How did you tackle such a big mission?


The high-level response: I’m responsible for the rare disease business unit – integrating R&D, commercial and lifecycle management, and product supply. By bringing these elements of the company together, we can enhance the value chain and continue to help patients receive the benefits of our medicines and therapeutics.

In more detail, I developed a three-phase plan. The first phase has already been completed. This three-year strategy saw my team and I work on tactics for the relaunch of our R&D efforts, the acceleration of timelines, and the creation of sales and commercialization programs. We’re now entering the second phase of the journey, where our products are finally being launched. It’s exciting to see how rapidly we have found ourselves in this position. But the final part of the plan may arguably be the most exciting. We have traditionally developed solutions for haemophilia and endocrine disorders, but we expanded our research and offerings to cover more rare and ultra rare diseases. I am thrilled by the possibility of reaching more of the patients who have been left behind when it comes to pharmaceutical innovation.

What do you keep in the forefront of your mind as you lead this venture?
 

I’ve been fortunate enough to hold a variety of positions in my career. I’ve worked at an operational level, consulted businesses, and held C-level positions. These opportunities have allowed me to engage with people from varied backgrounds and with unique perspectives –  from the strategic all the way through to the scientific.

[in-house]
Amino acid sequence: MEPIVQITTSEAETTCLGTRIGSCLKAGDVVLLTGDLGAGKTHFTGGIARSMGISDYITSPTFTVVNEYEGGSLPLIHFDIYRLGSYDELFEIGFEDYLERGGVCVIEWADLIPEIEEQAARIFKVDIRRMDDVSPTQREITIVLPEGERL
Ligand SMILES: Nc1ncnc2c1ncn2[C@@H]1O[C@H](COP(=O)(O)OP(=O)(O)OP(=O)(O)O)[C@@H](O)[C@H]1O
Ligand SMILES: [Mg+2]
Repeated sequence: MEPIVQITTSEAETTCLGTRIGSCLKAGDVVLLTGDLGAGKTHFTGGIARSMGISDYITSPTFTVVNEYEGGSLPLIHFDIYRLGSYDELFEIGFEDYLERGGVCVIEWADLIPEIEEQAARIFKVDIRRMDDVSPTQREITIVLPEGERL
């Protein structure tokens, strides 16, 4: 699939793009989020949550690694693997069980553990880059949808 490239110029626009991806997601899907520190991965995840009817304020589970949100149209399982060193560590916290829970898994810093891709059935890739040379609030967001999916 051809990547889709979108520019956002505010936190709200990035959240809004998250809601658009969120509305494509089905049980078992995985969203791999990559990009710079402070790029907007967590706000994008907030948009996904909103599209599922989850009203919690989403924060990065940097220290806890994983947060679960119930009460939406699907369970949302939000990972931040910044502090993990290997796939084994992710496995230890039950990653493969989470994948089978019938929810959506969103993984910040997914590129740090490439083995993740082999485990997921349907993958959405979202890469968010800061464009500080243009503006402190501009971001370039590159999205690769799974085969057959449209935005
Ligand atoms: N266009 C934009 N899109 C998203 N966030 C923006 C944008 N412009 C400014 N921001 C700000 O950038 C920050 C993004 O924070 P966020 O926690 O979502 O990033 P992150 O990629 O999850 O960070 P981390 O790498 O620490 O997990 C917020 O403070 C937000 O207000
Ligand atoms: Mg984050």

As we work to raise the profile of the diverse and urgent unmet medical needs of those living with a rare disease, I believe that it’s essential to create space for all to share their points of view. In doing so, we can identify the best approaches  that will help us achieve our shared goals of better treatments, and for more patients.

Equally important is the chance to share my knowledge with others and support their professional development. I was lucky enough to find excellent mentors at every stage of my career. Every meeting I had with them left me feeling enriched. They were able to impart their knowledge and share their experiences in a way that added value to my career. As my team and I continue to implement our plan, I can only hope that I am able to encourage and support those working in the rare disease sector in the same way my mentors did for me. Their successes will ultimately help impact the lives of people with rare and ultra rare diseases!

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About the Author
Maryam Mahdi

Deputy Editor

After finishing my degree, I envisioned a career in science communications. However, life took an unexpected turn and I ended up teaching abroad. Though the experience was amazing and I learned a great deal from it, I jumped at the opportunity to work for Texere. I'm excited to see where this new journey takes me!